Maria Sharapova, the former Wimbledon champion dubbed the Queen of Screams, claimed yesterday that she was too old to stop grunting on court.
After cementing a place in the third round of the tournament, the 25-year-old admitted that she had been screeching since the moment she first picked up a racquet（球拍） .
But despite being one of the worst offenders, she said the plan to introduce maximum noise levels and to penalise those who exceed them was a "smart idea".
Asked if she could alter her technique to reduce the noise she makes, the world number one said: "Certainly not now, not since I've been doing it since I was four years old.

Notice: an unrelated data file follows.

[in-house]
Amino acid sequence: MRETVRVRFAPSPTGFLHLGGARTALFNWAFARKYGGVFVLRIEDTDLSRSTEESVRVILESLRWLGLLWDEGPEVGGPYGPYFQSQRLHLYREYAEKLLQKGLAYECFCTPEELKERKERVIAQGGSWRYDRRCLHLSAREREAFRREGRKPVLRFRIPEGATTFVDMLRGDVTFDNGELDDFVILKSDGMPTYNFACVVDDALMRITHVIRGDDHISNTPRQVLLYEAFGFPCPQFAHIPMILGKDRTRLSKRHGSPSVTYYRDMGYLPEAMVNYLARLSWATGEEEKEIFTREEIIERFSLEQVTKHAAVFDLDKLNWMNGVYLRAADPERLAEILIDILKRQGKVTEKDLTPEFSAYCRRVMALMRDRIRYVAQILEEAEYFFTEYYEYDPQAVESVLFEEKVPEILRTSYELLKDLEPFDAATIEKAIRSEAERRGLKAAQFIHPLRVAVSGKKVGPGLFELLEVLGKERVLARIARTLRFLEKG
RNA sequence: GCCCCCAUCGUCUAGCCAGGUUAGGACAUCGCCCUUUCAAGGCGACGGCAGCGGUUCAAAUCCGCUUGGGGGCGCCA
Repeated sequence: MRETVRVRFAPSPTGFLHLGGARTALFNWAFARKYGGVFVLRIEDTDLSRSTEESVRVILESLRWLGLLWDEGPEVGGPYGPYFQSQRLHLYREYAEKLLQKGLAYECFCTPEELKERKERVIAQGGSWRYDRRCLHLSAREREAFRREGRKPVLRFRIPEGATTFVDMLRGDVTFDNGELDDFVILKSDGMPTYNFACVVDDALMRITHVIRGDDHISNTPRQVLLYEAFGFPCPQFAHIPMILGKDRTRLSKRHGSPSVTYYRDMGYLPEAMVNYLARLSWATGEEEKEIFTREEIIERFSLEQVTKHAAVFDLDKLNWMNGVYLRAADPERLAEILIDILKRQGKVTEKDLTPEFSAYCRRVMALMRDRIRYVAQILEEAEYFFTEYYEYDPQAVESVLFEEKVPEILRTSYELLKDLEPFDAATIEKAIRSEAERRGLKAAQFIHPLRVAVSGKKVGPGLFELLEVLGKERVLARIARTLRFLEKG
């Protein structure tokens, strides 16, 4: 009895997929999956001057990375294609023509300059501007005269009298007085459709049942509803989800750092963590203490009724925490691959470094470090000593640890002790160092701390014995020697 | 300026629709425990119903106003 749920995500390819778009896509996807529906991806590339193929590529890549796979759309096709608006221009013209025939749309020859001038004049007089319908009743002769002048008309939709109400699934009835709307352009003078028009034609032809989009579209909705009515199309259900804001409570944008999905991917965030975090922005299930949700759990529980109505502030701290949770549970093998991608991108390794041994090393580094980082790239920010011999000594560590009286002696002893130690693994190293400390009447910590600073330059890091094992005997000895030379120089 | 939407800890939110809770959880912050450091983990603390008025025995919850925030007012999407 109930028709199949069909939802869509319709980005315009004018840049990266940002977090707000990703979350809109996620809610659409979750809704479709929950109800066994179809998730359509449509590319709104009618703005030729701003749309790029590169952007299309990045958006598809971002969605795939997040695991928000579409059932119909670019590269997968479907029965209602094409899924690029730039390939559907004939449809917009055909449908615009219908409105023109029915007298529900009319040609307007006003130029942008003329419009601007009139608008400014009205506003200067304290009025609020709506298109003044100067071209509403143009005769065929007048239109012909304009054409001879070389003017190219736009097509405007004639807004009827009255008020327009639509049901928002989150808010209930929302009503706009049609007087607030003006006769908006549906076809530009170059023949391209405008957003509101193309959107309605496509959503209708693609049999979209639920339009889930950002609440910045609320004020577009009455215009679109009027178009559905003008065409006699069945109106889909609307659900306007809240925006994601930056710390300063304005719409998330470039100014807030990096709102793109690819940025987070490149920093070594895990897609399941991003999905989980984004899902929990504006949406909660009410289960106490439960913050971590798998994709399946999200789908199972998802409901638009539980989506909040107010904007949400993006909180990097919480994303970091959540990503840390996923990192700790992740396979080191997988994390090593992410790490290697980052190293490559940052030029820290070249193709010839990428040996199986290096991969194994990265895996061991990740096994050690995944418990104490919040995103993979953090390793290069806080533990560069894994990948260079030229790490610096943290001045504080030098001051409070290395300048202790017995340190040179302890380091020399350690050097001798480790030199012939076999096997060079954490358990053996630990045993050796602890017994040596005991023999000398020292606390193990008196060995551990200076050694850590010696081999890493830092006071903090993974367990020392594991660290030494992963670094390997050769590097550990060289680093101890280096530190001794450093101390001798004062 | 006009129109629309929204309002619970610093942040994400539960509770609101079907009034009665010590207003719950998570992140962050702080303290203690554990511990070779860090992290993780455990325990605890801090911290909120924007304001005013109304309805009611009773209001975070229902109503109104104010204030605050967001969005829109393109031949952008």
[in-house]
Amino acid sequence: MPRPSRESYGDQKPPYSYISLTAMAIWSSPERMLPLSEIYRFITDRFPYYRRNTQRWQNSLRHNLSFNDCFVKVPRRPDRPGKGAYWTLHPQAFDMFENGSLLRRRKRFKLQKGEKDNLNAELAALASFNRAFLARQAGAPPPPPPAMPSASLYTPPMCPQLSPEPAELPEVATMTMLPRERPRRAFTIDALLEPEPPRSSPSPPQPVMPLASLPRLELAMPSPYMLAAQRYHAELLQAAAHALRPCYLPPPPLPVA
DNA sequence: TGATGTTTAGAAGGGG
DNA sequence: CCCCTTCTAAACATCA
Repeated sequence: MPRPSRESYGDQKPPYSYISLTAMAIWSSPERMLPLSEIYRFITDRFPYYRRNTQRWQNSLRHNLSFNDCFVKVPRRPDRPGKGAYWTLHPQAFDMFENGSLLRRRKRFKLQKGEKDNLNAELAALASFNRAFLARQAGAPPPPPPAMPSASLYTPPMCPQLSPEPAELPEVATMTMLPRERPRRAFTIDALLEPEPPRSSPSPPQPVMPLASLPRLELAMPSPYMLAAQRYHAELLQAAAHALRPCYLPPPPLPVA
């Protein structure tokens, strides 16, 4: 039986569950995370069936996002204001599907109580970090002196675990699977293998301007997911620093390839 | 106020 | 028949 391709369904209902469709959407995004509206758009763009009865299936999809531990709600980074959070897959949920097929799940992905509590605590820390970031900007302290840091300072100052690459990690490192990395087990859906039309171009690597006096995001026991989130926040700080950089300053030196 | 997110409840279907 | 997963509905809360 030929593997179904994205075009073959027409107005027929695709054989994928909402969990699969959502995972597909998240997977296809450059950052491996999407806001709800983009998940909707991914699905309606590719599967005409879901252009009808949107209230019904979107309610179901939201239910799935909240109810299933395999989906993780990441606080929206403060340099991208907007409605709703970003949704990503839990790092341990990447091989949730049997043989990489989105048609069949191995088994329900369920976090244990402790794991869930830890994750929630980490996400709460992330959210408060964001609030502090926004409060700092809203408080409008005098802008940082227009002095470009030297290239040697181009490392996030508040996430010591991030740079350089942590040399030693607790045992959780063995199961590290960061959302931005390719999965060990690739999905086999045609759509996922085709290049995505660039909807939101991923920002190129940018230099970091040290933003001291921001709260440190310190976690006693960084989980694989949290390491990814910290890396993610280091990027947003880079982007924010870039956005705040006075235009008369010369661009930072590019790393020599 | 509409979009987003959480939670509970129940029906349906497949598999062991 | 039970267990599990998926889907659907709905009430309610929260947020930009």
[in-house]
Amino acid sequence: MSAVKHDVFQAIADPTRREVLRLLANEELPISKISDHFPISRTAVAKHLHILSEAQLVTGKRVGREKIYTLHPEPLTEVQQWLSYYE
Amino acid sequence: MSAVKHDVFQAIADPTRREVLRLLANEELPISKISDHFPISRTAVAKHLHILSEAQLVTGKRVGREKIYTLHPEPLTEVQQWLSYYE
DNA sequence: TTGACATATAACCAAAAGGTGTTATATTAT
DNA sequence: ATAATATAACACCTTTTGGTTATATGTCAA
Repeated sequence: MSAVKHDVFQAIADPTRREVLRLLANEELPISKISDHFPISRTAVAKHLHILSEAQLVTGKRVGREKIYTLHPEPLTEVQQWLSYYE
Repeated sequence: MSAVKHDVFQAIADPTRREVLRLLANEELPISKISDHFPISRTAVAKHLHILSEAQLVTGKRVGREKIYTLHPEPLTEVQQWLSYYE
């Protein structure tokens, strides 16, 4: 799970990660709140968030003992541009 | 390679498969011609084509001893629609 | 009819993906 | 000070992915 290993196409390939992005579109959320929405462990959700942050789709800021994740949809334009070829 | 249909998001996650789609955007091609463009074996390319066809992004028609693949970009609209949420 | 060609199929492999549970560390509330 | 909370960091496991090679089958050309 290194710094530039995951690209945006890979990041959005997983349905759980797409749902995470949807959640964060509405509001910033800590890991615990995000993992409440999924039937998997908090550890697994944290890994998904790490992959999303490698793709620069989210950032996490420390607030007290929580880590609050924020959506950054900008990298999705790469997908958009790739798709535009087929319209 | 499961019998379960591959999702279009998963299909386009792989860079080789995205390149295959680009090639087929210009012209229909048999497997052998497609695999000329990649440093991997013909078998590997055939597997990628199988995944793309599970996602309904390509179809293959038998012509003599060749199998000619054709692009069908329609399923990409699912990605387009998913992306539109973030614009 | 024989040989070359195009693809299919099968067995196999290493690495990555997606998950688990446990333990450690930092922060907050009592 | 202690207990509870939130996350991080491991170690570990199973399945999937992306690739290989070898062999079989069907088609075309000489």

"It's definitely tough and impossible to do when you've played this sport for over 20 years."
Heather Watson, the new golden girl of British tennis who will today (FRI) play for a place in the final 16, defended grunting（呼噜的） and claimed that for some spectators, it added to the experience.
"I think some that watch tennis, some not all, actually enjoy it," she said. "Though there are a few who go way over the top."
Watson, 20, rolled her eyes when told about proposals to start teaching junior players how to breathe differently, stating incredulously（怀疑地） : "There's an educational program?"
The Women's Tennis Association (WTA) has confirmed that off-putting wails will no longer be tolerated and that umpires will in the future be equipped with grunt-ometers to ensure the maximum levels are not breached.
The loudest known grunt came from Sharapova, who in 2009 was recorded at 105 decibels, equivalent to standing 3ft from a chainsaw.